He then unleashed Portland-fury on SAM in his usual, professorial way.
“Those people have been wrong on the policy. They’re wrong on the politics. They’re wrong on the science. So why shouldn’t they try and stir up unnecessary controversy?” Blumenauer said. “It doesn’t surprise me. We’ve successfully dealt with him in the past, and I think we will, I think he will continue to be sort of a non-factor.”
“Those in the upper ranks of your administration won’t face consequences for their cannabis use, and nor should they, but the same standard should be applied across the administration. Repercussions for cannabis use have always been unequal and those with the most power have always faced the fewest consequences. We ask that you don’t allow that pattern to continue within your administration”30 lawmakers wrote to Biden on Thursday
Sabet wasn’t on my mind when I set up the interview, but now he was. Because his anti-cannabis side has been racking up wins. Their effort to cap the amount of THC (aka, the high) is making waves in red, pink and purple-ish state legislative chambers. And there’s been no sign of marijuana moving at the federal level. Ever. Top Senate Democrats debating marijuana behind closed doors is nothing new, even if they have new titles — everyone’s watching their gavels.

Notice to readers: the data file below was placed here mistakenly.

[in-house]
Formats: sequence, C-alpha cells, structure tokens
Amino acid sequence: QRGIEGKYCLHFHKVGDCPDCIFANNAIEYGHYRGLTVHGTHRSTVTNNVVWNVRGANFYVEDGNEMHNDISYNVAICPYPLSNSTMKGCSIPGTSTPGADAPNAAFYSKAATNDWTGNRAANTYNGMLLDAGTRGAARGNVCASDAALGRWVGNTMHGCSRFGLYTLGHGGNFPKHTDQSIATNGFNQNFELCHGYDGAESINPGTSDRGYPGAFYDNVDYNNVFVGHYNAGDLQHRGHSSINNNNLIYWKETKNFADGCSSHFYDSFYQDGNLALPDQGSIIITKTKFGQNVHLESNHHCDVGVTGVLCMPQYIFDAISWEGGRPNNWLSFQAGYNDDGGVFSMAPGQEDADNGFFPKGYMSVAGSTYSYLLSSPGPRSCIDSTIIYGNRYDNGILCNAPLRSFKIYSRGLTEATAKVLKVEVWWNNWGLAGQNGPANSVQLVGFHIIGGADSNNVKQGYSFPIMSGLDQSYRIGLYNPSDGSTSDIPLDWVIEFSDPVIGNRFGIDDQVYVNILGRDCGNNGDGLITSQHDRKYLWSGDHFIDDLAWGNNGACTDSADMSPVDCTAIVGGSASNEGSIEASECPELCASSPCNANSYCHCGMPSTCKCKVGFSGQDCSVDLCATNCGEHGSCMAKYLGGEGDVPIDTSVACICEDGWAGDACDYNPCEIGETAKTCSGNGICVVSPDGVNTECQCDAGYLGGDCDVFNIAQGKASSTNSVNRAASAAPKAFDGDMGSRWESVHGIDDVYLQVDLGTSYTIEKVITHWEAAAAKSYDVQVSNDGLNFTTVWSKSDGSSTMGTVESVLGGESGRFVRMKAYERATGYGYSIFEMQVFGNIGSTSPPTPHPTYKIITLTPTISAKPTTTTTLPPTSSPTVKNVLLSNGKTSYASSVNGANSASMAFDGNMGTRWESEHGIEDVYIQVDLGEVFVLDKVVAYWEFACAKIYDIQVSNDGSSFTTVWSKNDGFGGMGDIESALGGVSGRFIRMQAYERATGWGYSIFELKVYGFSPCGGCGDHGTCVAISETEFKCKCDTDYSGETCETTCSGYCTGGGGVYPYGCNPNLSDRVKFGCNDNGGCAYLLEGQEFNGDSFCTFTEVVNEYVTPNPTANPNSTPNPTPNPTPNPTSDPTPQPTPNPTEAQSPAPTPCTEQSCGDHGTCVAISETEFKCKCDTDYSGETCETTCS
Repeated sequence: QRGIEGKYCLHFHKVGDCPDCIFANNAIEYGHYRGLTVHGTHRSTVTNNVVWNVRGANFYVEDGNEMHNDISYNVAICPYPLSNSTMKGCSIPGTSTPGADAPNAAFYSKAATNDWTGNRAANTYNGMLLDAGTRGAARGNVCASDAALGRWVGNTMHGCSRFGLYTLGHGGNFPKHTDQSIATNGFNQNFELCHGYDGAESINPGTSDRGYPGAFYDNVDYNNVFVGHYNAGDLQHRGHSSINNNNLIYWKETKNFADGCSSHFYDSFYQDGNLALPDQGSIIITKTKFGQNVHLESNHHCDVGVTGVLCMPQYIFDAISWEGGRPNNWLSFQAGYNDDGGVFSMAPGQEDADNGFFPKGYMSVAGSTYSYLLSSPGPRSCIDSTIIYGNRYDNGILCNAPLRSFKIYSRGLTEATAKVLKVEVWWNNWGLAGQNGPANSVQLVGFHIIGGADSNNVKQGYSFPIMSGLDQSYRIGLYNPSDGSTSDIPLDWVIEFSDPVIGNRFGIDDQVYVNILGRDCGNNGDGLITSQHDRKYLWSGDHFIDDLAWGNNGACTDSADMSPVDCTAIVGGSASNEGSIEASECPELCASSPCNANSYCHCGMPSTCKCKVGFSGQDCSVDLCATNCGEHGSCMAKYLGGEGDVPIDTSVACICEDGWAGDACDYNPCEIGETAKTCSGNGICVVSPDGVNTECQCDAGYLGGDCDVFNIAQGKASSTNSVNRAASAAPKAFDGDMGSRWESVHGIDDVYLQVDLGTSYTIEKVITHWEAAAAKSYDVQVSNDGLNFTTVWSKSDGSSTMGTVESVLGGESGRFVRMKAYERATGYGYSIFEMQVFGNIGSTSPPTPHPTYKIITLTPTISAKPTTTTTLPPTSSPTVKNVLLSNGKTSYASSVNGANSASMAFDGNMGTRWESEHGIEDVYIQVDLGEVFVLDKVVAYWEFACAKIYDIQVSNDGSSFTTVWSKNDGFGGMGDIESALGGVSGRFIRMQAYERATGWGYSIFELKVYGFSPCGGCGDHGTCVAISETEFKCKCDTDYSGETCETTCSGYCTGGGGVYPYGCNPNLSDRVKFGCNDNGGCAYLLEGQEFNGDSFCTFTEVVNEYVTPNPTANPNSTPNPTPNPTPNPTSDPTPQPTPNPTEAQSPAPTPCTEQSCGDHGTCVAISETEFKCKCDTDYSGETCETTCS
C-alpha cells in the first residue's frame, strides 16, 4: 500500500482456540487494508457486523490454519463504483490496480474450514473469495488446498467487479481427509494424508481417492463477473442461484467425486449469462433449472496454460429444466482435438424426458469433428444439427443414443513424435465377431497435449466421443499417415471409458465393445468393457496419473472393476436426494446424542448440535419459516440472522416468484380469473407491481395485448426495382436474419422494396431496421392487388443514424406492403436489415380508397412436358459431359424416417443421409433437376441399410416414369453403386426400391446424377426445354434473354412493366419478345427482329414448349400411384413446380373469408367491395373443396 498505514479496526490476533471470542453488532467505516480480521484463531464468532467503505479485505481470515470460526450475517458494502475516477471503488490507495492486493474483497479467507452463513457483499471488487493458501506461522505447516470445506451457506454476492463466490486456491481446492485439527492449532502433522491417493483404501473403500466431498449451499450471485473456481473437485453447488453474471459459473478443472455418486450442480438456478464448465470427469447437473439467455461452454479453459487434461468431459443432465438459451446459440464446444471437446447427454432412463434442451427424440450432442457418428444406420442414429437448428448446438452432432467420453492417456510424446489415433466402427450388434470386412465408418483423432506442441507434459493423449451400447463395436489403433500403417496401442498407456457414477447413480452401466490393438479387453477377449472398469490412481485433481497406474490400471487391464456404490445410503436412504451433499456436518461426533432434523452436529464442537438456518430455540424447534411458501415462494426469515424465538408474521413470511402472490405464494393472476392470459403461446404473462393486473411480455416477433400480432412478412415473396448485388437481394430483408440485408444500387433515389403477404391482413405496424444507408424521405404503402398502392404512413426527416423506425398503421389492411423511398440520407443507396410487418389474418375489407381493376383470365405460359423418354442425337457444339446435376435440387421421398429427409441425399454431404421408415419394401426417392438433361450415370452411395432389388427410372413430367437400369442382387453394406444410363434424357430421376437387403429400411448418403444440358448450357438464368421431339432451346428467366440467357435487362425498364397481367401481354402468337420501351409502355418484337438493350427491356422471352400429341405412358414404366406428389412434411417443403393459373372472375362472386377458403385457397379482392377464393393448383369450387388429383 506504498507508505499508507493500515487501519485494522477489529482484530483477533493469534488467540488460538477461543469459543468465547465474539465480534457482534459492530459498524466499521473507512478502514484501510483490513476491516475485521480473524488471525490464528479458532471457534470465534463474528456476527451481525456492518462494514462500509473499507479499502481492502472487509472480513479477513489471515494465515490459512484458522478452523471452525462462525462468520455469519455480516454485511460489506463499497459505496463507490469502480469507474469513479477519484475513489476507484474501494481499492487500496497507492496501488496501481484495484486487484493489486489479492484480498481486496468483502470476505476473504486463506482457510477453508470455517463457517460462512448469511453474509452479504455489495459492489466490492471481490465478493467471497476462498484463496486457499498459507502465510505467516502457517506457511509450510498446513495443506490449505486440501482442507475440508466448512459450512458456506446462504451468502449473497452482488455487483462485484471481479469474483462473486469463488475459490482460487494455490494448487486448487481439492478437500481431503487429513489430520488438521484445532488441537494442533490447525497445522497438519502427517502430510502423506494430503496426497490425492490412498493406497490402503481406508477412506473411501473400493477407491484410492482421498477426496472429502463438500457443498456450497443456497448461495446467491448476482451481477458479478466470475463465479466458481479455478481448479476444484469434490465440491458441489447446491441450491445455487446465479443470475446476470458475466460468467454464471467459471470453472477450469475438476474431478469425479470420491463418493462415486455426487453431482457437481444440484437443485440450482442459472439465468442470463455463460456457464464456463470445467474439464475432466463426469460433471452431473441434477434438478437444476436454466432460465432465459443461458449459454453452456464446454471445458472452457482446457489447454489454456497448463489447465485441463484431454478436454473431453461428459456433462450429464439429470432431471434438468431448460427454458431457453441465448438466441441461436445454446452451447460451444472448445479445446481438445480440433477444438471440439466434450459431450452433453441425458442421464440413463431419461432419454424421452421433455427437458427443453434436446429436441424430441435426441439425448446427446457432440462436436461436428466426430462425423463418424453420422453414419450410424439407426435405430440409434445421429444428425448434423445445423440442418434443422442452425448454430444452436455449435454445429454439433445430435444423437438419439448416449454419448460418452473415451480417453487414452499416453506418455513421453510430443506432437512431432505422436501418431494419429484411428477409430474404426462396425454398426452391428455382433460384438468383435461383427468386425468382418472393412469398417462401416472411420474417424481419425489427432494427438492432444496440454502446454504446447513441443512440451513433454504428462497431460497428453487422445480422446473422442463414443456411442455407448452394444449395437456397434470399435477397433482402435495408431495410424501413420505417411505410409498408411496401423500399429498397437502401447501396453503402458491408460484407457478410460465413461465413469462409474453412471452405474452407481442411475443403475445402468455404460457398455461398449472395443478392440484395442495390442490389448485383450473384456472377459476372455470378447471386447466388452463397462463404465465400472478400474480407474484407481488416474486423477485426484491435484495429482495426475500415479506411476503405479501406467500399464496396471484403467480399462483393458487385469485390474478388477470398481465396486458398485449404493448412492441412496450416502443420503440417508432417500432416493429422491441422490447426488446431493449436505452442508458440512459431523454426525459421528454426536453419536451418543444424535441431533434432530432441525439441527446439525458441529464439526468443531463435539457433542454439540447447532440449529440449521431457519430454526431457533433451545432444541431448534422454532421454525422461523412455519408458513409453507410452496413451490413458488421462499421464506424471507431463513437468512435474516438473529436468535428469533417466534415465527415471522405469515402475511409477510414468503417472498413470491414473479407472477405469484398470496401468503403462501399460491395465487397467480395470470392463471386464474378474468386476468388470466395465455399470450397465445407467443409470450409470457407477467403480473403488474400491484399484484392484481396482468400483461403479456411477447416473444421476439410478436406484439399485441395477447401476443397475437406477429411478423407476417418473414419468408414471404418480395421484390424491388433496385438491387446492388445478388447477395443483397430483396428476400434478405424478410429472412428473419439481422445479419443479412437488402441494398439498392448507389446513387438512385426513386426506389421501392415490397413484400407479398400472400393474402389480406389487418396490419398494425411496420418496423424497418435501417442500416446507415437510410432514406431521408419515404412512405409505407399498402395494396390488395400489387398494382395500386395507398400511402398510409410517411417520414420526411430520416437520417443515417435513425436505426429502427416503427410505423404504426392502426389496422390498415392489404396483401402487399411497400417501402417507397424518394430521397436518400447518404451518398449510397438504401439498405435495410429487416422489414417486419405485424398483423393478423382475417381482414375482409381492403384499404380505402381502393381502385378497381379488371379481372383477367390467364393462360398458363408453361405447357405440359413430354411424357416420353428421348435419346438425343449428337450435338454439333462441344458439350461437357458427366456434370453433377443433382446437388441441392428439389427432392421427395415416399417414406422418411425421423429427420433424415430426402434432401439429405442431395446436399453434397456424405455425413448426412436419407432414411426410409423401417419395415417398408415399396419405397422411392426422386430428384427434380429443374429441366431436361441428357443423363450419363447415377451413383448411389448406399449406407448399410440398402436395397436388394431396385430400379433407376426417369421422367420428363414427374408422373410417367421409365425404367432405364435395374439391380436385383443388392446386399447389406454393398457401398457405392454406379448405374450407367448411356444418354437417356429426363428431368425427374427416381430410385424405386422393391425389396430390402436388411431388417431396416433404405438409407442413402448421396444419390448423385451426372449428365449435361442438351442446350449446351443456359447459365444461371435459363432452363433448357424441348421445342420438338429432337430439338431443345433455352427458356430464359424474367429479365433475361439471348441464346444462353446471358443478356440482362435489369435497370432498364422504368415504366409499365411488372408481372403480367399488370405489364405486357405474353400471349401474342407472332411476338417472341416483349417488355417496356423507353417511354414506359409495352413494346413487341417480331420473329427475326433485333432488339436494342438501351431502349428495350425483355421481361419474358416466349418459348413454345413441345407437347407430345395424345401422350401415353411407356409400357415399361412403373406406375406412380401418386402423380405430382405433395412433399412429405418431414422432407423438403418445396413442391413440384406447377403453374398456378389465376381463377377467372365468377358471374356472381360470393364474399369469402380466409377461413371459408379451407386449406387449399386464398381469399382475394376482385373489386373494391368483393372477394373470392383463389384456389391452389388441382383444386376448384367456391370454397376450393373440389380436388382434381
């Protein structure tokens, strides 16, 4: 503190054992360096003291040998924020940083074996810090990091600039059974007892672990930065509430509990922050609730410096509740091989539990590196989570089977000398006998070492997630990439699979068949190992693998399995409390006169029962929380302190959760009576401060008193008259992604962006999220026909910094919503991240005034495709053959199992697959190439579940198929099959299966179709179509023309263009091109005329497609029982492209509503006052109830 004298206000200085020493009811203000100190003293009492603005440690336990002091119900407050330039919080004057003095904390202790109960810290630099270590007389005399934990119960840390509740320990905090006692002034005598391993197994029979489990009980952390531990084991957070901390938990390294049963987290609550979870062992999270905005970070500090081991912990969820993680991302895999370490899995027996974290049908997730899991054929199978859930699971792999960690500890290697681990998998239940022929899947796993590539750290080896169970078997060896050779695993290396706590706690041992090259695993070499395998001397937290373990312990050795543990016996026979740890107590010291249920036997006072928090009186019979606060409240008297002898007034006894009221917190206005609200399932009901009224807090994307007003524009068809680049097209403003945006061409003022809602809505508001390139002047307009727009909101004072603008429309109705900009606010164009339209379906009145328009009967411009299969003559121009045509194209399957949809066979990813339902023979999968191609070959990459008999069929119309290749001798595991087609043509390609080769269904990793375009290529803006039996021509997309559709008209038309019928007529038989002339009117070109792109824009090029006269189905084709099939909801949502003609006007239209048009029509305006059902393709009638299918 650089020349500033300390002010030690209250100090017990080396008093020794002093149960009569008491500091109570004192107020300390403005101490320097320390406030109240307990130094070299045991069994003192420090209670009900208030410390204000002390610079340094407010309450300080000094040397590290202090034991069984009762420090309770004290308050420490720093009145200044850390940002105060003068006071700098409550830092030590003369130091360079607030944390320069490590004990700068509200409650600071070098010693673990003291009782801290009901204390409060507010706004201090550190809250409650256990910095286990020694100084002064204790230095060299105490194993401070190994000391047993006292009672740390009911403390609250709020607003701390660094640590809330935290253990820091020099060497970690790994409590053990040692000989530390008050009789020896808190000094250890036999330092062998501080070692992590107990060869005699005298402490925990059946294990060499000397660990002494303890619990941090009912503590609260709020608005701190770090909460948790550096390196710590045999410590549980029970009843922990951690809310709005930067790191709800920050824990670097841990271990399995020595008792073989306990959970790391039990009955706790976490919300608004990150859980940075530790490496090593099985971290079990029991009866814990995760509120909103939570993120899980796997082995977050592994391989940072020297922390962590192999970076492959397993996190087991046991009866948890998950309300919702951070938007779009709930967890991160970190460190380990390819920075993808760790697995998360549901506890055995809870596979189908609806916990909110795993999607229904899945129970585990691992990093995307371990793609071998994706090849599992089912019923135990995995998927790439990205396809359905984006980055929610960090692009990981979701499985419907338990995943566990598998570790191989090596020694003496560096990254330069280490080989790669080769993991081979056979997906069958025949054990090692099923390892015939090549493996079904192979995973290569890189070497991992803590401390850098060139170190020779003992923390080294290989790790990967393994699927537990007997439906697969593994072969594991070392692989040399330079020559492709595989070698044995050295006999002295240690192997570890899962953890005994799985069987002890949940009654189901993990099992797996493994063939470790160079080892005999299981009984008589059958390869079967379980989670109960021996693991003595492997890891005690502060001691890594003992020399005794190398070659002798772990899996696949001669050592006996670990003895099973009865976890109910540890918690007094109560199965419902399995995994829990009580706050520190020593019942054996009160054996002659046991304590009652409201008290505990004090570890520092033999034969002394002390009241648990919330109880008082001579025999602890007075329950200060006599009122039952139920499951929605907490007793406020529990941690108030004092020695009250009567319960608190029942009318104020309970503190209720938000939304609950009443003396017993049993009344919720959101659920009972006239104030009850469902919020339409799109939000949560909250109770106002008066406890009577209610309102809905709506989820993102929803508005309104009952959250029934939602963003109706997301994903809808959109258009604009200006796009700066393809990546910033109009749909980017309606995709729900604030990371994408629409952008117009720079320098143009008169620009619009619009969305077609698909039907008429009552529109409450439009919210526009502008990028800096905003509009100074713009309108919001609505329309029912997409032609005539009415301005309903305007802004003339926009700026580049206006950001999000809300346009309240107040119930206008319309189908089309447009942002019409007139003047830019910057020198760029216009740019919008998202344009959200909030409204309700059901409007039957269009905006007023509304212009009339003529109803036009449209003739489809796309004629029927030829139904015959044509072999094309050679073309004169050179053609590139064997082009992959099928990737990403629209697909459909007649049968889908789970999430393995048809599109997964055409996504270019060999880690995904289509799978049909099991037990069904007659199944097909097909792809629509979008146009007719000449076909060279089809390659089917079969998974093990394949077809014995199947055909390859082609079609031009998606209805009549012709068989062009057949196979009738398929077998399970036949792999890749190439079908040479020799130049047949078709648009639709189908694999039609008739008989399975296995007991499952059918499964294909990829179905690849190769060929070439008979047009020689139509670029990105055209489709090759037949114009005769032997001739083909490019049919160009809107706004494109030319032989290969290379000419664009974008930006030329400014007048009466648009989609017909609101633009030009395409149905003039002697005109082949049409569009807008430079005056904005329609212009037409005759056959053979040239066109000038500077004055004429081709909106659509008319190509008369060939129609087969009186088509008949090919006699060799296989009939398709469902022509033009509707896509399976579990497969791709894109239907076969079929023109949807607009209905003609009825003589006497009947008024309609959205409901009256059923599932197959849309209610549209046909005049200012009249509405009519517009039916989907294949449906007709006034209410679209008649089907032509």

Moreso, Sabet and SAM are riding high, on the trifecta of news recently breaking their way, including last week’s Daily Beast bombshell: Biden White House Sandbags Staffers, Sidelines Dozens for Pot Use.
Depending on the day or week, the Democratic Party is riding higher. The new dynamics in Washington — control of the White House and every gavel at the Capitol — have this co-chair of the Congressional Cannabis Caucus maintaining an air of optimism, in spite of what seems to be evidence to the contrary.
Still, when we spoke on Friday afternoon, Blumenauer deferred to the Biden White House, while tying the firings to the continued federal prohibition on marijuana.
“There are lots of conflicting rules and regulations — for security clearances, for employment by the federal government, things that are left over,” Blumenauer said.
She said five staffers were let go because they consumed marijuana which is “still illegal federally,” though she added “for a number of them, there were other security issues that were raised.” She refused to elaborate on the flaws in the federal government or Secret Service’s screening system, so all we know is the only ‘red flag’ raised on any of them was cannabis use.
That’s not good enough for Blumenauer and 30 other members of Congress who penned a letter to Biden today asking they rectify this immediately.
“Those in the upper ranks of your administration won’t face consequences for their cannabis use, and nor should they, but the same standard should be applied across the administration,” the lawmakers wrote. “Repercussions for cannabis use have always been unequal and those with the most power have always faced the fewest consequences. We ask that you don’t allow that pattern to continue within your administration.”